Breaking Up with our Cell Phone Provider

In addition to getting rid of a car and cutting out cable, another money-saving idea has been to list our monthly bills and try to reduce or eliminate them.  About a year and a half ago, Devin and I jotted down a list of monthly non-necessities in our budget. It didn’t take long and looked something like this:

  • Netflix
  • Internet
  • Cell phones (I felt like this was a necessity!)
  • And a few other things

We started with the easy one. We cancelled Netflix, which cost about $10/month, saving us $120/year. We recorded and watched shows that were on the free channels (here’s how we did it).

Next, we worked on internet. I called and asked if there was a way to lower our bill. The sales rep looked at our usage and said we could switch to a different plan that would save us about $10/month. That saved another $120/year.

The big change was with our phones. We were using Verizon and paying around $150/month for our call, text, data plan. That was a whole lot of money. But mostly, we didn’t like how the major cell phone providers had long contract obligations. It was like we were stuck in this funky, long term relationship where I always felt trapped, especially when it was upgrade time. So, we were ready to break up with Verizon. I looked up other pay-for-what-you-use options. The two we liked were: Republic Wireless and Ting. Republic Wireless didn’t service our area yet, so we decided to go with Ting.

It was pretty easy to switch to Ting. We cancelled the rest of our contract with Verizon and paid the early termination fees (like $200, but Ting gave us $75 in credit PER PHONE to offset the early termination fee). We signed up for Ting and bought refurbished Samsung Galaxy III phones for about $100 each (only certain phones work with Ting but they’re working on their SIM card program that will give users a lot more phone options). We’ve been using Ting for a year and here’s the good and bad:

Pros:

  • Much cheaper to pay for what you use (we pay about $55/month to use both phones, saving us $95/month and $1,140/year!)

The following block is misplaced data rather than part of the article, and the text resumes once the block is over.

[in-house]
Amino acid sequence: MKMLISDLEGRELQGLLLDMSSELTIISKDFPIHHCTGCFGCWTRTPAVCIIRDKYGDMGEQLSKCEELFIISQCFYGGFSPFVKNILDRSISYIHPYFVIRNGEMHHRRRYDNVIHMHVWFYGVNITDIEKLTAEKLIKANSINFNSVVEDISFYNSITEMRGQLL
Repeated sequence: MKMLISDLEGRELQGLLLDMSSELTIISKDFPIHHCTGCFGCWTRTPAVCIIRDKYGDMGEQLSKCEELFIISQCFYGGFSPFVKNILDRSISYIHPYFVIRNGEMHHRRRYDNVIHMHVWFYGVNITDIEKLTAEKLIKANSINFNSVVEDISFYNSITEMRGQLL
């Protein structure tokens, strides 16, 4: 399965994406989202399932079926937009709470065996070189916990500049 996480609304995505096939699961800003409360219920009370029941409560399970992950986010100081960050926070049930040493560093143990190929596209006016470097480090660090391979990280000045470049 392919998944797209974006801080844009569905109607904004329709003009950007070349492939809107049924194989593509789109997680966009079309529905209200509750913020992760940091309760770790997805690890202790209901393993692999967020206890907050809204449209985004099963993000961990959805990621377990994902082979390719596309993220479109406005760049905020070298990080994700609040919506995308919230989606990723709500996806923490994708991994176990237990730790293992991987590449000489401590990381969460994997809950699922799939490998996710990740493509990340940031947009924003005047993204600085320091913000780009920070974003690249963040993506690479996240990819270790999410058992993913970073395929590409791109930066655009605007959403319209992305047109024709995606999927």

• no contract
  • no long-distance charges calling within the U.S. (I haven’t called internationally yet)
  • kept our same cell numbers
  • pretty good customer service
  • we don’t spend as much time on our phones when we’re out (and there’s usually free WiFi where we’re going so if I want to look something up, I still can)

Cons:

  • not unlimited data; you pay for what you use (this was an adjustment, but it actually gets me off my phone more and makes me pre-plan a bit. Side note: if I load Google maps at home before navigating somewhere it will still work when I’m driving away from home without data, so I can still navigate places)
  • not as many phone options since Ting only allows certain phones (but they just started using SIM cards, so there should be more options)
  • service isn’t as crisp in some areas (we rarely had a problem but my in-laws tried it and service wasn’t as great in their town)

Ting is great if you’d like to spend less and are willing to give up the unlimited everything mentality. They have a savings calculator to see what you could save. There are some other options out there besides Ting though (including ones from the major providers; check out Consumer Reports article or this blog post). I’d love to hear any other options if you’d like to share below!

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2 thoughts on “Breaking Up with our Cell Phone Provider

    • Right? Some cell services let you bring your old phone. Or if you switch, you could buy your own iPhone and still save money (if your bill was as high as ours).

      Like

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